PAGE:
The bicuspid valve, also known as the mitral valve, is located between the left atrium and left ventricle of the heart. Its purpose is to keep the flow of blood going in the right direction, into the ventricle from the atrium. When the left ventricle is filling, the bicuspid valve is open, allowing blood to flow from the atrium. When the left ventricle pumps, the bicuspid valve must be sealed to prevent the blood from backing up into the left atrium. This isolates the intense blood pressure of the left ventricle and systemic circulation from the much lower pressure of the pulmonary circulation.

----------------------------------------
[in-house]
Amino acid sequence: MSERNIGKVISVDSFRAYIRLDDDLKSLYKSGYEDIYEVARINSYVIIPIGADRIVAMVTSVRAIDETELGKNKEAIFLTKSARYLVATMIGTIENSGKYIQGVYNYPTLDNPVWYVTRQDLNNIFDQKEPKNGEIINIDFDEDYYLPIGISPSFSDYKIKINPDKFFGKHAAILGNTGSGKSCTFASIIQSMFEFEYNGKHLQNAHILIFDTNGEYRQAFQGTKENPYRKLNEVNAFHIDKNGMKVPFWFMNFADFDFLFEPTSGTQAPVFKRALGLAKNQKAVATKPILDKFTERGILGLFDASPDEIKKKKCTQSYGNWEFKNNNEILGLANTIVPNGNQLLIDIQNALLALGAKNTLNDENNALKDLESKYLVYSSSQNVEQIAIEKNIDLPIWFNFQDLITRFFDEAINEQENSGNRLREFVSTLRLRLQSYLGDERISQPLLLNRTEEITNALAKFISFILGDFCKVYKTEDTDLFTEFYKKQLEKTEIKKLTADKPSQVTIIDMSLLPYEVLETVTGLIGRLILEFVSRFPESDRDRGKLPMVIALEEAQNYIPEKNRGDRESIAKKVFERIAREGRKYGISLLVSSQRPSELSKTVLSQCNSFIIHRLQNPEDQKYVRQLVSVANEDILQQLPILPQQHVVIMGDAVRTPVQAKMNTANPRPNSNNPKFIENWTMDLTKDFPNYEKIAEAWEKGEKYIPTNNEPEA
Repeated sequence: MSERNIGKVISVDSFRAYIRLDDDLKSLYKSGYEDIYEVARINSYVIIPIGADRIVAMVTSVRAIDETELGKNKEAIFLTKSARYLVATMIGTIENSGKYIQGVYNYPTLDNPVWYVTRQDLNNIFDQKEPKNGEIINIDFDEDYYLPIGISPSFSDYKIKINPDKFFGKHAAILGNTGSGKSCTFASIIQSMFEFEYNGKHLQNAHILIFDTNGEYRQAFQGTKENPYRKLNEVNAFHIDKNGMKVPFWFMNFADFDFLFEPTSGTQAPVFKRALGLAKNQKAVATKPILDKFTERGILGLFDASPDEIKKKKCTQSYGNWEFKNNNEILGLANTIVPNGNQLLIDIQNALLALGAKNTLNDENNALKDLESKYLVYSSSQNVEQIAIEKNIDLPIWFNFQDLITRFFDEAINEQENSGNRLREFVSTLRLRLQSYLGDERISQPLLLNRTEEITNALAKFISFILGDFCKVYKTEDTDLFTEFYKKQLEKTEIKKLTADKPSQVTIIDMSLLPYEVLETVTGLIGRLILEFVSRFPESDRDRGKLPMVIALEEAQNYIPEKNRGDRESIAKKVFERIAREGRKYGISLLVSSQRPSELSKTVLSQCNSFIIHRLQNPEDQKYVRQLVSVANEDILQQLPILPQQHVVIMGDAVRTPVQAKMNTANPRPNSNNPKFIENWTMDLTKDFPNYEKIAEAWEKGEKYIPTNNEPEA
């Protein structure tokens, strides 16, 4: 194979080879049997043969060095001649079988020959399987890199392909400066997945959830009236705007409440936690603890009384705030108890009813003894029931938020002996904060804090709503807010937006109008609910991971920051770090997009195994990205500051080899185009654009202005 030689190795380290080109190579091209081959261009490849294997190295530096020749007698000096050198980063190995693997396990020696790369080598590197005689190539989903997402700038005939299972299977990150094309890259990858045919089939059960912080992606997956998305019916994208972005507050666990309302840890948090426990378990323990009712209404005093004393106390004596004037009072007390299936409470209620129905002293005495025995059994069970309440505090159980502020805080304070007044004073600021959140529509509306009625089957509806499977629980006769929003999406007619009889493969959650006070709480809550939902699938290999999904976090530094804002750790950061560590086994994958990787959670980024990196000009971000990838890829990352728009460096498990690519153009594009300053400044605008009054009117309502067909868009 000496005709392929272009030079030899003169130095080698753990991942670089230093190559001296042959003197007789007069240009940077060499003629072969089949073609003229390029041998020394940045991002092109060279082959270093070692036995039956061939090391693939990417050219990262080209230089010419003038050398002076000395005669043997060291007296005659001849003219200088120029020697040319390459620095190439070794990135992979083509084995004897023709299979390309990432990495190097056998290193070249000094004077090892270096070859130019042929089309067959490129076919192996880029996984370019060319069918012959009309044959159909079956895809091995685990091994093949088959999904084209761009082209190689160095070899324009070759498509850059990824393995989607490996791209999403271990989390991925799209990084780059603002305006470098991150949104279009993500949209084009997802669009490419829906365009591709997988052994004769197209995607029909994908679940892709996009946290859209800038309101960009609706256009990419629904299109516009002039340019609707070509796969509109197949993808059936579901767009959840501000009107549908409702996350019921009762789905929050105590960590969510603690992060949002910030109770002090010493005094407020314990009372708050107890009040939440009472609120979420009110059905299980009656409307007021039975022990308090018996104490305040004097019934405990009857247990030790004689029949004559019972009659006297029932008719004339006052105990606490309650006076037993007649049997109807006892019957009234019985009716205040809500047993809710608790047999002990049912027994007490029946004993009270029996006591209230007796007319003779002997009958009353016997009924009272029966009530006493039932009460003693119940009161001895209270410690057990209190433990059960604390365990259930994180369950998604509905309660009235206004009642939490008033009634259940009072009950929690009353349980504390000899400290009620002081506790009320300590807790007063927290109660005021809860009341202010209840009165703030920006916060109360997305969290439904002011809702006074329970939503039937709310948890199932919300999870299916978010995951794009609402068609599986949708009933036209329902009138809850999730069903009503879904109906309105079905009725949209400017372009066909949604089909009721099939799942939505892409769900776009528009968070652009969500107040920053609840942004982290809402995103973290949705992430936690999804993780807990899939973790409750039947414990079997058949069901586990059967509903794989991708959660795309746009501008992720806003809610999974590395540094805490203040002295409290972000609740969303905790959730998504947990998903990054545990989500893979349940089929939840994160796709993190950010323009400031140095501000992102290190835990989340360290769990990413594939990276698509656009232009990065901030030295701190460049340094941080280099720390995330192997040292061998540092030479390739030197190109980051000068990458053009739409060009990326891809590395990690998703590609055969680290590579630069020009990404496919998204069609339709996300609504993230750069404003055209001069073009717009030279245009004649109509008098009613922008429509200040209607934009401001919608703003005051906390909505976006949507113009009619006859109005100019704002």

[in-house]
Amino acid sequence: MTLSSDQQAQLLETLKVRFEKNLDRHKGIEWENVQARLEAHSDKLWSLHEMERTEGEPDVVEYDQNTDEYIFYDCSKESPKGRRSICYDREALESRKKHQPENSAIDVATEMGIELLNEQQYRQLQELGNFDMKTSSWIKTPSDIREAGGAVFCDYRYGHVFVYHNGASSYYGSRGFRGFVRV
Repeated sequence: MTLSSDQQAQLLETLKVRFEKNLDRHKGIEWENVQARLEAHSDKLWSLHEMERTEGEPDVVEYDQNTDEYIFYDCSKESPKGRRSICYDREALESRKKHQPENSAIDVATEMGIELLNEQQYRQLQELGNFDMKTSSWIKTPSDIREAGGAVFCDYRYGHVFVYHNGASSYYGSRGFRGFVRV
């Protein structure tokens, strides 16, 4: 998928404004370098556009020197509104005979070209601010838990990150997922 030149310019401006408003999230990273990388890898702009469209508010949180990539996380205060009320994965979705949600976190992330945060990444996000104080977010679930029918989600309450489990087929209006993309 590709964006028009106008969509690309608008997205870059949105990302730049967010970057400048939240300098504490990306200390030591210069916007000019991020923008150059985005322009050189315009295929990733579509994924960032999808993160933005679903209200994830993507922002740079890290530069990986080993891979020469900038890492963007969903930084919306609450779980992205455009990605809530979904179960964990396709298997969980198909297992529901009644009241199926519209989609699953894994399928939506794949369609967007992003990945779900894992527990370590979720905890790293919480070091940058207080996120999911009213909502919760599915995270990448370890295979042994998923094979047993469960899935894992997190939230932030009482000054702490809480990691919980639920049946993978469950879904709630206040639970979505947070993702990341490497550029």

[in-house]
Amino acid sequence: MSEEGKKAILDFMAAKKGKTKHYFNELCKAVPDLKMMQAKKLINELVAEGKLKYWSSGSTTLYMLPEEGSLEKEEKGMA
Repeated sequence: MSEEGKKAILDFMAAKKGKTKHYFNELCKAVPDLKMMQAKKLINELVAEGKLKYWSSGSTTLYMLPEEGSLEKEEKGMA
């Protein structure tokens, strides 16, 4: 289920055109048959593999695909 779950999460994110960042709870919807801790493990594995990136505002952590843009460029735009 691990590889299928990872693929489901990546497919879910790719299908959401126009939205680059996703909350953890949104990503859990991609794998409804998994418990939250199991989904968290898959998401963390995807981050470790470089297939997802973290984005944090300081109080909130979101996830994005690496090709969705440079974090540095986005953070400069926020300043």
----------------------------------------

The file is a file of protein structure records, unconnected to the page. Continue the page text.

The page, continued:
When the bicuspid valve is not working correctly, blood may flow backwards through it when the heart beats in a pathology known as mitral valve regurgitation. This often can be detected externally by a stethoscope through a sound known as a murmur. This condition can be minor and asymptomatic; as much as 3 percent of the population may have some degree of mitral valve regurgitation and not know it. In more extreme cases, it can cause a sense of shortness of breath as it disrupts pulmonary circulation. In some cases it can lead to a general weakening of the systemic circulation.
Students often confuse the bicuspid and tricuspid valves. A useful memory technique is to remember that the tRicuspid valve is in the Right AtRium, which means the bicuspid valve is in the left.